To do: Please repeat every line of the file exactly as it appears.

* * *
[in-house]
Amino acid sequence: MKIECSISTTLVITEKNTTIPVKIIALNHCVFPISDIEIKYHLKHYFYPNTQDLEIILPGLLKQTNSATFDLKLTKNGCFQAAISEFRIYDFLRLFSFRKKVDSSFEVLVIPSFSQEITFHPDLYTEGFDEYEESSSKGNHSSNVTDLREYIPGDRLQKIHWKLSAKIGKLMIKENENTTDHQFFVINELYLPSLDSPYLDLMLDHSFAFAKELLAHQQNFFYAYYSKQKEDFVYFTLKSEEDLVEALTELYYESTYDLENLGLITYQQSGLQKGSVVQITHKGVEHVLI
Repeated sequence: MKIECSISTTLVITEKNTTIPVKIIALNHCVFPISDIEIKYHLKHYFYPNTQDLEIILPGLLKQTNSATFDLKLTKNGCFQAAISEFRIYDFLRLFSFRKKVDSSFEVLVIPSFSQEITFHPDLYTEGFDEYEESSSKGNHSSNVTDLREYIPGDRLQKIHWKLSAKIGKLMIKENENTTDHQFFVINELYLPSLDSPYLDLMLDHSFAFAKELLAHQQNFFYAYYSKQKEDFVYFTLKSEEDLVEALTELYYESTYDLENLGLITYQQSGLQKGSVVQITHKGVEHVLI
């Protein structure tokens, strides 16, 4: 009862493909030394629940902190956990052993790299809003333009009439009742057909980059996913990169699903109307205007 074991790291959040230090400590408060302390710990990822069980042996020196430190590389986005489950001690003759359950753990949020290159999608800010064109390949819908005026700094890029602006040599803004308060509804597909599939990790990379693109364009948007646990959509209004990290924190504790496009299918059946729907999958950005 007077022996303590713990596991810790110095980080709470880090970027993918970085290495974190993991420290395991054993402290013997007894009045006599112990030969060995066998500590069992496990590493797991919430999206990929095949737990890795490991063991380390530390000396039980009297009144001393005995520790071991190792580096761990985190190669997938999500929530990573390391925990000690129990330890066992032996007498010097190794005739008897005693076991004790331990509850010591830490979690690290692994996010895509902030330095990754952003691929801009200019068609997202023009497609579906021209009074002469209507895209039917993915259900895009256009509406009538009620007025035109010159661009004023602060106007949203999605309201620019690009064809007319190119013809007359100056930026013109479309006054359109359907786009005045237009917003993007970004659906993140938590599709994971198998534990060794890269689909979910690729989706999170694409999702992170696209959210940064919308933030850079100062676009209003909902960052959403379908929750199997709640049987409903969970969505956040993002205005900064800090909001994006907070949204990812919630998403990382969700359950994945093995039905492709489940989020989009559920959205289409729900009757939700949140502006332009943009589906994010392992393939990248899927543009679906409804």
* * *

[in-house]
Amino acid sequence: MKIECSISTTLVITEKNTTIPVKIIALNHCVFPISDIEIKYHLKHYFYPNTQDLEIILPGLLKQTNSATFDLKLTKNGCFQAAISEFRIYDFLRLFSFRKKVDSSFEVLVIPSFSQEITFHPDLYTEGFDEYEESSSKGNHSSNVTDLREYIPGDRLQKIHWKLSAKIGKLMIKENENTTDHQFFVINELYLPSLDSPYLDLMLDHSFAFAKELLAHQQNFFYAYYSKQKEDFVYFTLKSEEDLVEALTELYYESTYDLENLGLITYQQSGLQKGSVVQITHKGVEHVLI
Repeated sequence: MKIECSISTTLVITEKNTTIPVKIIALNHCVFPISDIEIKYHLKHYFYPNTQDLEIILPGLLKQTNSATFDLKLTKNGCFQAAISEFRIYDFLRLFSFRKKVDSSFEVLVIPSFSQEITFHPDLYTEGFDEYEESSSKGNHSSNVTDLREYIPGDRLQKIHWKLSAKIGKLMIKENENTTDHQFFVINELYLPSLDSPYLDLMLDHSFAFAKELLAHQQNFFYAYYSKQKEDFVYFTLKSEEDLVEALTELYYESTYDLENLGLITYQQSGLQKGSVVQITHKGVEHVLI
């Protein structure tokens, strides 16, 4: 009862493909030394629940902190956990052993790299809003333009009439009742057909980059996913990169699903109307205007 074991790291959040230090400590408060302390710990990822069980042996020196430190590389986005489950001690003759359950753990949020290159999608800010064109390949819908005026700094890029602006040599803004308060509804597909599939990790990379693109364009948007646990959509209004990290924190504790496009299918059946729907999958950005 007077022996303590713990596991810790110095980080709470880090970027993918970085290495974190993991420290395991054993402290013997007894009045006599112990030969060995066998500590069992496990590493797991919430999206990929095949737990890795490991063991380390530390000396039980009297009144001393005995520790071991190792580096761990985190190669997938999500929530990573390391925990000690129990330890066992032996007498010097190794005739008897005693076991004790331990509850010591830490979690690290692994996010895509902030330095990754952003691929801009200019068609997202023009497609579906021209009074002469209507895209039917993915259900895009256009509406009538009620007025035109010159661009004023602060106007949203999605309201620019690009064809007319190119013809007359100056930026013109479309006054359109359907786009005045237009917003993007970004659906993140938590599709994971198998534990060794890269689909979910690729989706999170694409999702992170696209959210940064919308933030850079100062676009209003909902960052959403379908929750199997709640049987409903969970969505956040993002205005900064800090909001994006907070949204990812919630998403990382969700359950994945093995039905492709489940989020989009559920959205289409729900009757939700949140502006332009943009589906994010392992393939990248899927543009679906409804």